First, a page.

“By sidelining genuine tenant organisations, the resiliency group is ignoring substantive critiques of group’s policies while claiming to have heard all sides. This, she argued, tilted “the power imbalance towards landlords.”

However, a Scottish Government spokesperson insisted that Shelter Scotland and Citizens Advice Scotland did represent tenants sufficiently. They said: “Both Citizens Advice Scotland and Shelter Scotland represent tenants’ voices on the PRS Resilience Group.

“The meetings provide a forum for open discussion on the issues and challenges currently facing the sector, helping to inform action taken to support renters during the ongoing Covid-19 pandemic.

“Selecting an individual’s comments and purporting that to be the view of the wider resilience group is both unfair and inaccurate.

“Since it first met in April, the main focus of the group’s work has been supporting tenants during the Covid-19 pandemic and, in particular, sustaining tenancies. This will continue to be the group’s focus moving forward.”

After The Ferret made enquiries, civil servants also pledged to publish the minutes of the meetings in full on the Scottish Government website.

Daryl McIntosh, ARLA Propertymark strategic development manager for Scotland said: “We of course recognise the difficulties many parts of the private rented sector face right now. This is why throughout Covid-19 we have supported many of the measures introduced by the Scottish Government and ARLA Propertymark has provided agents with information and resources to help support tenants.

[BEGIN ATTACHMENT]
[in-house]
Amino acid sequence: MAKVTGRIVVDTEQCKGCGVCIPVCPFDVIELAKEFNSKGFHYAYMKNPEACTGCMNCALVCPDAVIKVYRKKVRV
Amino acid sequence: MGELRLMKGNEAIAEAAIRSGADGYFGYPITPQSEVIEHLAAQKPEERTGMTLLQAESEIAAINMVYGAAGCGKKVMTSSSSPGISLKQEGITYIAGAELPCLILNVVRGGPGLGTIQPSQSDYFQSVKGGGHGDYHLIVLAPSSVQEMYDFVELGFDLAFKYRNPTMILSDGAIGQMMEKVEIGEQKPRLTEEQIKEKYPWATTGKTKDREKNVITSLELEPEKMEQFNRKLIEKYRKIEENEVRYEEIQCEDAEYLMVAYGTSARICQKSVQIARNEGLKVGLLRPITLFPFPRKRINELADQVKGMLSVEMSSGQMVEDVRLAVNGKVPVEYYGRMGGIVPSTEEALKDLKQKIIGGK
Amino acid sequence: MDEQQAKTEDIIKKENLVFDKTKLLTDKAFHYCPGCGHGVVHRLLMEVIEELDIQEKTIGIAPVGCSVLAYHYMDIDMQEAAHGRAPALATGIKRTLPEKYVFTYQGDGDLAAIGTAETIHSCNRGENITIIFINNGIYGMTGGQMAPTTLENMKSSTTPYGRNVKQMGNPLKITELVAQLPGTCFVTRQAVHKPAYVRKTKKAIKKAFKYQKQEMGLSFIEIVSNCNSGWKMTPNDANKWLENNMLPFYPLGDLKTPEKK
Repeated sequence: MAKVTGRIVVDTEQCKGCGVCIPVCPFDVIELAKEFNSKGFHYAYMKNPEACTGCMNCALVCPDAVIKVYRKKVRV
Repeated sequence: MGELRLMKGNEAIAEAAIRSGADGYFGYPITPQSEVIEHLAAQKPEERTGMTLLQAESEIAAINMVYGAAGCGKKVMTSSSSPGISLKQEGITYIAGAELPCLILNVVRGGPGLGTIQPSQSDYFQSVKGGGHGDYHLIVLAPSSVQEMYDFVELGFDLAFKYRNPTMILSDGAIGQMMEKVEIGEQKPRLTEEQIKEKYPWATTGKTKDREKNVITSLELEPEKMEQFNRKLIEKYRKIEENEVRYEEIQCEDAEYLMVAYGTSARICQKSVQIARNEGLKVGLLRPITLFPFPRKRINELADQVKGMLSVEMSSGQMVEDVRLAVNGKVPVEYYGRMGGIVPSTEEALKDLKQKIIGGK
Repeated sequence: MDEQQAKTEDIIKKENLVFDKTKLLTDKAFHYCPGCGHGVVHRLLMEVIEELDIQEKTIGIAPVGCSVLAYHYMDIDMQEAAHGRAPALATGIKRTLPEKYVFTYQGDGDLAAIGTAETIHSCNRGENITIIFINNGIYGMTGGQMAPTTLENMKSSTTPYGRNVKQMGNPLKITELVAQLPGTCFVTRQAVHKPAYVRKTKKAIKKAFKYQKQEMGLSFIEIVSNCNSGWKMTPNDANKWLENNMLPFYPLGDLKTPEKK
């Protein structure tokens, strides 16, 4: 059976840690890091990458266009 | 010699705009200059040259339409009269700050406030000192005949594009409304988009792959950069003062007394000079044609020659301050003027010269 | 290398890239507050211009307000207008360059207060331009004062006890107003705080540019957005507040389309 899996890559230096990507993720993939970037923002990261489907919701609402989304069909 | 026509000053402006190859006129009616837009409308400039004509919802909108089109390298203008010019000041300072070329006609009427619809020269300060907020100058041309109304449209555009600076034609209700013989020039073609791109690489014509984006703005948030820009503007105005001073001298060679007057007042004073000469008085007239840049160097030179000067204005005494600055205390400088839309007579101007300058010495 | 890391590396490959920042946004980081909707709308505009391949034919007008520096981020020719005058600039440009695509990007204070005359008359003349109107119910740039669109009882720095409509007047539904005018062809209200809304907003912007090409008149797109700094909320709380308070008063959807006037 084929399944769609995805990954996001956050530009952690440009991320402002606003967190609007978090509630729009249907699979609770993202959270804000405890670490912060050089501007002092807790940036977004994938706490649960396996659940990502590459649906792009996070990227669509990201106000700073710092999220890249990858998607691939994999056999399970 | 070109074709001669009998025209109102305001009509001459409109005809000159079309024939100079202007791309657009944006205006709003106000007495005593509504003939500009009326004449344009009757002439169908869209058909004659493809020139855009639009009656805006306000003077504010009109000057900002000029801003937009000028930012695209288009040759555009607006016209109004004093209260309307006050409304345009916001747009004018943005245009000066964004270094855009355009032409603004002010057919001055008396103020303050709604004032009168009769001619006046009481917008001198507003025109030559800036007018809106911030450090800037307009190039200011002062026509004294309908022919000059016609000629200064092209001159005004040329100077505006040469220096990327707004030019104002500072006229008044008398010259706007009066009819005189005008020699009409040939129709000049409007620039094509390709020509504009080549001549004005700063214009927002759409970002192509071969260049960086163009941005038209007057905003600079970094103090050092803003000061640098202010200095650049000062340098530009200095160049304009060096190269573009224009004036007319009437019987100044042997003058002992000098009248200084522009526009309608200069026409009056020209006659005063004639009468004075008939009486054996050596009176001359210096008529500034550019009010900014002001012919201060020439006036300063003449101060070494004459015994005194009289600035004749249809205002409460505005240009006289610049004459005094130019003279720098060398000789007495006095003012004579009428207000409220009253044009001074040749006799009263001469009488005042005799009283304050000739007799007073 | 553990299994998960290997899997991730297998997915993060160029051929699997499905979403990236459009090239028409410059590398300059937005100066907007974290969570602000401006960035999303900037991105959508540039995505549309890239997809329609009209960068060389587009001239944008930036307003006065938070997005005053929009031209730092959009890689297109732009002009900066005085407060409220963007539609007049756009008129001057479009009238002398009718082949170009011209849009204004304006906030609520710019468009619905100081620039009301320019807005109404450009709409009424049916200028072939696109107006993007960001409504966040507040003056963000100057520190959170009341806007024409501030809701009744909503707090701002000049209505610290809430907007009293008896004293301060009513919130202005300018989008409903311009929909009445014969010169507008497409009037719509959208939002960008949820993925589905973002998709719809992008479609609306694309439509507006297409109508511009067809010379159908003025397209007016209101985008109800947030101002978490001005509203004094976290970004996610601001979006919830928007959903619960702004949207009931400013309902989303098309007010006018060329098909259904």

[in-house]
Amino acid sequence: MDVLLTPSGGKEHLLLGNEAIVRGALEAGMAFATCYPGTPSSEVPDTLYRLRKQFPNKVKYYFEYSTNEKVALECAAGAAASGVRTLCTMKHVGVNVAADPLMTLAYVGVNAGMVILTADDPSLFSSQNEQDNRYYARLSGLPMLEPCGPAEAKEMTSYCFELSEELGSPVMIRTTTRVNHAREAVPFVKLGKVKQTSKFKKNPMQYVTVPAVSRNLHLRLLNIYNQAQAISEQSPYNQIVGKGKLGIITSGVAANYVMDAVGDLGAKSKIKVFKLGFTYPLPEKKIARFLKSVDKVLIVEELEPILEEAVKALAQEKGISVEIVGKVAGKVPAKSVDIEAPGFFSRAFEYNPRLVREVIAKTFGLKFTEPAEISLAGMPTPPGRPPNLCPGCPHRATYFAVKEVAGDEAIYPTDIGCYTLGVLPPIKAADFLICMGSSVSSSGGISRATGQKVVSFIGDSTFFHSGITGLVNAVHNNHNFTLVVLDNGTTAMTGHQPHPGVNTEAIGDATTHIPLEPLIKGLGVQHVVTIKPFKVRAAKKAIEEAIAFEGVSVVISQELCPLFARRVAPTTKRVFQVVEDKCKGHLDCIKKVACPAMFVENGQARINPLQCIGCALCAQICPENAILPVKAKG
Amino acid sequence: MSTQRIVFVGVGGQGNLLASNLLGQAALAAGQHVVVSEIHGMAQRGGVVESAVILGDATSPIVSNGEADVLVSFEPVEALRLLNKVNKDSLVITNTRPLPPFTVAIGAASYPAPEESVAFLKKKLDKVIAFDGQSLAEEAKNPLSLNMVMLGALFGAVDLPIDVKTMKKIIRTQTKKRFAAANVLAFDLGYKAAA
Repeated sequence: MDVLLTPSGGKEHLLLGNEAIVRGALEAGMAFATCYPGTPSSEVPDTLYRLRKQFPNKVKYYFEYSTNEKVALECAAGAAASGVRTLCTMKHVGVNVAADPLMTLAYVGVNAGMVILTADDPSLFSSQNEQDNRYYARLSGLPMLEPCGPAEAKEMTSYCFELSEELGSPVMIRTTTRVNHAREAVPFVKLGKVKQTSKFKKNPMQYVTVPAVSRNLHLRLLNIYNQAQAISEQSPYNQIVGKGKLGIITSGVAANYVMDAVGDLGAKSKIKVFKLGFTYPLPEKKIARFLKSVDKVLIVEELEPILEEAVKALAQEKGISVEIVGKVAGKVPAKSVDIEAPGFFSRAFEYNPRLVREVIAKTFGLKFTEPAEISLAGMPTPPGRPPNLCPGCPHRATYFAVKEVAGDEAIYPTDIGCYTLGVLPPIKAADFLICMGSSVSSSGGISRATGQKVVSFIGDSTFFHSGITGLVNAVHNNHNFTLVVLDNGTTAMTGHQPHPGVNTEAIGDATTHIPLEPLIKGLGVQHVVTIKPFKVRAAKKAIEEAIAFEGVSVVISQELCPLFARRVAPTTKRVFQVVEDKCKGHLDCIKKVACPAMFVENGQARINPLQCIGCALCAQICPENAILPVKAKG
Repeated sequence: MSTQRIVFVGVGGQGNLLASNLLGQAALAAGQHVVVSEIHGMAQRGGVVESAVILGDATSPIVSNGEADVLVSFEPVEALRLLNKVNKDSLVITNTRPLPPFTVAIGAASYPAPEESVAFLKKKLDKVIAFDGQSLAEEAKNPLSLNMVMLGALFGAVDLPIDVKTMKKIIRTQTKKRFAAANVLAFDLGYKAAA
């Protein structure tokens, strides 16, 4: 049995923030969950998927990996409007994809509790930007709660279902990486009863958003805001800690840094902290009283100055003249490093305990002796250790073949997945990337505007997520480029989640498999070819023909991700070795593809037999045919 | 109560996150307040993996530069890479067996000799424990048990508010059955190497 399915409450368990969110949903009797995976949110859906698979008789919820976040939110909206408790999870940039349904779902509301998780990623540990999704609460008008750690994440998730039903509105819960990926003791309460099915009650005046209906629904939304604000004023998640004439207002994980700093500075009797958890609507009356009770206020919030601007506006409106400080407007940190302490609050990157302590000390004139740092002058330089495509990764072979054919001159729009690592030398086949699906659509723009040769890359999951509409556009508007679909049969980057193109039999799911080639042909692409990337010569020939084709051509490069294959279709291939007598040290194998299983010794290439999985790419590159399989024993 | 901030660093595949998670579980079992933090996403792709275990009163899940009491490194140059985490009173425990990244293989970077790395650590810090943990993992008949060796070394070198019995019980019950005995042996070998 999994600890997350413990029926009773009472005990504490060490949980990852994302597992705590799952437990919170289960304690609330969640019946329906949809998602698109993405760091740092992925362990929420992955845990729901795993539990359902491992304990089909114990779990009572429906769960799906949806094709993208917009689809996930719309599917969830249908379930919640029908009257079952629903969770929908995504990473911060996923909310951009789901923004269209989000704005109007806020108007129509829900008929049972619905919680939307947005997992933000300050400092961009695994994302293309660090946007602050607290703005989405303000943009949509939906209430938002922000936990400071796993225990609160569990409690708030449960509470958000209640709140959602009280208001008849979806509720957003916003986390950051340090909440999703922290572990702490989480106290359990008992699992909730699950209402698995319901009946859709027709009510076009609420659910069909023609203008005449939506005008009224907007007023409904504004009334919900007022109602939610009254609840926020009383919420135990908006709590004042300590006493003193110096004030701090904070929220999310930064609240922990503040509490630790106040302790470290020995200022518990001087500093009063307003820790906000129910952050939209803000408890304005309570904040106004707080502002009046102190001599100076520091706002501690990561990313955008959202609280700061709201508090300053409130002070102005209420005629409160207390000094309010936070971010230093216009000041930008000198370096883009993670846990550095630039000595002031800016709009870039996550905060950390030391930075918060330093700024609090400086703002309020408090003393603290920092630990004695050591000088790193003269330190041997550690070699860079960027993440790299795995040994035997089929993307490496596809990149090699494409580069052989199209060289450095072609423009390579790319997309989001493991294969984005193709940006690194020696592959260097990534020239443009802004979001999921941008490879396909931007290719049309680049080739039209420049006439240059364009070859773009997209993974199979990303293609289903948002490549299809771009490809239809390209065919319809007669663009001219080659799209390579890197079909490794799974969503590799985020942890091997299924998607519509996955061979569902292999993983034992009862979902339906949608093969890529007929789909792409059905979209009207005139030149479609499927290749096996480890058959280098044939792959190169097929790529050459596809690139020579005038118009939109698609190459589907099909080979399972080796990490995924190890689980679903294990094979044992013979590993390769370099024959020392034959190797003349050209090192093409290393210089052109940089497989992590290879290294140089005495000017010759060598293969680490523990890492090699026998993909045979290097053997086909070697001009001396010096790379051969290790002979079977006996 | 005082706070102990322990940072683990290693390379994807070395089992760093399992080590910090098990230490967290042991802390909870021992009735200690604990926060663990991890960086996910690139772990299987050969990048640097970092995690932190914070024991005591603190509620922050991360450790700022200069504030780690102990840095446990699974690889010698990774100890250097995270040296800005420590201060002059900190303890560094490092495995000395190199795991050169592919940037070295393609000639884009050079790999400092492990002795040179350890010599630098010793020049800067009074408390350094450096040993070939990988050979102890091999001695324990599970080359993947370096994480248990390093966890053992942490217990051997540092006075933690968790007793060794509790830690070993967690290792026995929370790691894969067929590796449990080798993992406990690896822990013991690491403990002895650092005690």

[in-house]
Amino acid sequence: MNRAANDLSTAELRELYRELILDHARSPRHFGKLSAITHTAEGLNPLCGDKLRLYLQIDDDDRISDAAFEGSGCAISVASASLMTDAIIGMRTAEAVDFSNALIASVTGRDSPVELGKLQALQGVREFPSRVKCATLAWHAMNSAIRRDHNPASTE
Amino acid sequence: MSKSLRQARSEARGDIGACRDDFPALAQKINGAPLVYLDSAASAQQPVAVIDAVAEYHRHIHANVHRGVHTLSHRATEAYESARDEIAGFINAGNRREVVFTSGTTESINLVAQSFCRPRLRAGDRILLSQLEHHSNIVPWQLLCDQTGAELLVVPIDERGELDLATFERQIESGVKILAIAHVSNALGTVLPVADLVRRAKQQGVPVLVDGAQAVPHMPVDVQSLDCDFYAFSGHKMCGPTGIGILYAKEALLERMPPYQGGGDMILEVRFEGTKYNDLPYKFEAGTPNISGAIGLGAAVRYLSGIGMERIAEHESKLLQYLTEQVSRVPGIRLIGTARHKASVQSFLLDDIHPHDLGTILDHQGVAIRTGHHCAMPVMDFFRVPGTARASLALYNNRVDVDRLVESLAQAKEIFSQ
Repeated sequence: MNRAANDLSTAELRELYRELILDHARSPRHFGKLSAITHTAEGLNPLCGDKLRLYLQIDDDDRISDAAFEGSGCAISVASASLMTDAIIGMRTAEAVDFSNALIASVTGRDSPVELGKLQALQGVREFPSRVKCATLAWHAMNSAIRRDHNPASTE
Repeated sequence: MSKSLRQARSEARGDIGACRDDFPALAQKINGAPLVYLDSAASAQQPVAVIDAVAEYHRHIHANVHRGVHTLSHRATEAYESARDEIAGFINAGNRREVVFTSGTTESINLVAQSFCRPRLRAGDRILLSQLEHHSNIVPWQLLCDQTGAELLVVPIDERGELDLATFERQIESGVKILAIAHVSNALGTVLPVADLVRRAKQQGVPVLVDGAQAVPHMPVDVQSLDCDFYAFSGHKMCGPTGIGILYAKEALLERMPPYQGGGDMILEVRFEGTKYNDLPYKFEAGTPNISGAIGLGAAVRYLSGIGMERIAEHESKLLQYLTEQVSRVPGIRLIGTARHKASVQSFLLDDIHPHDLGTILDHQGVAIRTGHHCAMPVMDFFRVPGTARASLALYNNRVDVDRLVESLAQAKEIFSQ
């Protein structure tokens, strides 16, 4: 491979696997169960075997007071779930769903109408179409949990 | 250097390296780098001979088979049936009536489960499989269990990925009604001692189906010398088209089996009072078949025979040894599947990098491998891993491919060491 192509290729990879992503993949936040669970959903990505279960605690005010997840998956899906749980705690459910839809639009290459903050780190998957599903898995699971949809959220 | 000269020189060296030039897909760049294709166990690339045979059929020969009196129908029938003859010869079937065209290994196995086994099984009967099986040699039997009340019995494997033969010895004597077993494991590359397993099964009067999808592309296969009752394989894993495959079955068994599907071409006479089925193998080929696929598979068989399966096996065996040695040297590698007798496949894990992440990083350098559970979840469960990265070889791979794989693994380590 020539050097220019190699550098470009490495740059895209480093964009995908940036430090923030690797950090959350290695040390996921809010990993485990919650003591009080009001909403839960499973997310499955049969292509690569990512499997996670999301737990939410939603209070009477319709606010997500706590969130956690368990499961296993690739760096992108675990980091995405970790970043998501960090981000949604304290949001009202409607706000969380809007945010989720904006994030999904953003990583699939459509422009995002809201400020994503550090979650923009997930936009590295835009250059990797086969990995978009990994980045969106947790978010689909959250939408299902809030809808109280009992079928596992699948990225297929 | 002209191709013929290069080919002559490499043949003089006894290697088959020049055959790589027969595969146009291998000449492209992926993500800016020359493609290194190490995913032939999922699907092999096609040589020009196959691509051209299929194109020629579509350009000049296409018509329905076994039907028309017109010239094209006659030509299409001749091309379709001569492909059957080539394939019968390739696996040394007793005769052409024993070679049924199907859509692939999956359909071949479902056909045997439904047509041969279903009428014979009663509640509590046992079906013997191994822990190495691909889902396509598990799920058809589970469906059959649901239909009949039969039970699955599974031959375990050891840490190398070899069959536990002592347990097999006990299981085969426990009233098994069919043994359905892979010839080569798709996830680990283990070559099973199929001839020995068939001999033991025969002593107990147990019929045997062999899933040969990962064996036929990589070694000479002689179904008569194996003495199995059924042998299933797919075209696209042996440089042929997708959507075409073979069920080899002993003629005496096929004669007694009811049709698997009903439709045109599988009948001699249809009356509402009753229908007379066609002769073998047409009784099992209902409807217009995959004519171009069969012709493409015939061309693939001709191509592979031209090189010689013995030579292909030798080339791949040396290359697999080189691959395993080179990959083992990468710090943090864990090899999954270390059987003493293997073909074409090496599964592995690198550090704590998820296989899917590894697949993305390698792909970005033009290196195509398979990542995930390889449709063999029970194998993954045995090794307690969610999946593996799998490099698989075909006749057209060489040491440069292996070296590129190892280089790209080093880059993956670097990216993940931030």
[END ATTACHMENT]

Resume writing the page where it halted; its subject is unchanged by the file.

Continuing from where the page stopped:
“We have encouraged agents to show flexibility and understanding when working with tenants and landlords, particularly when it comes to rent payments.

“ARLA Propertymark believes that in order to ensure that decisions are made in the best interests of the sector as a whole we must have evidence based policy and outcomes that support landlords and protect tenants.”

CAS spokesperson Mhoraig Green said: “The Citizens Advice network in Scotland deals with tens of thousands of housing issues every year from across the country and it is that evidence base that allows us to offer insight on how policy should be improved.

“We’ve seen growing demand for housing advice during the pandemic and have consistently made the case for the reform of housing policy to better represent the interests of tenants. CAS will continue to make the case for housing reform that is in the interests of the people who come us for help.”

A Shelter Scotland spokesperson said: “Shelter Scotland is committed to standing up for the rights of tenants anywhere we can, including through the Private Rented Sector Resilience Group. Tenants’ voices are always welcome.”

The Scottish Association of Landlords was asked to comment for this story but did not respond.

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Photo credit: Tom Parnell | CC | https://flic.kr/p/8tYRbs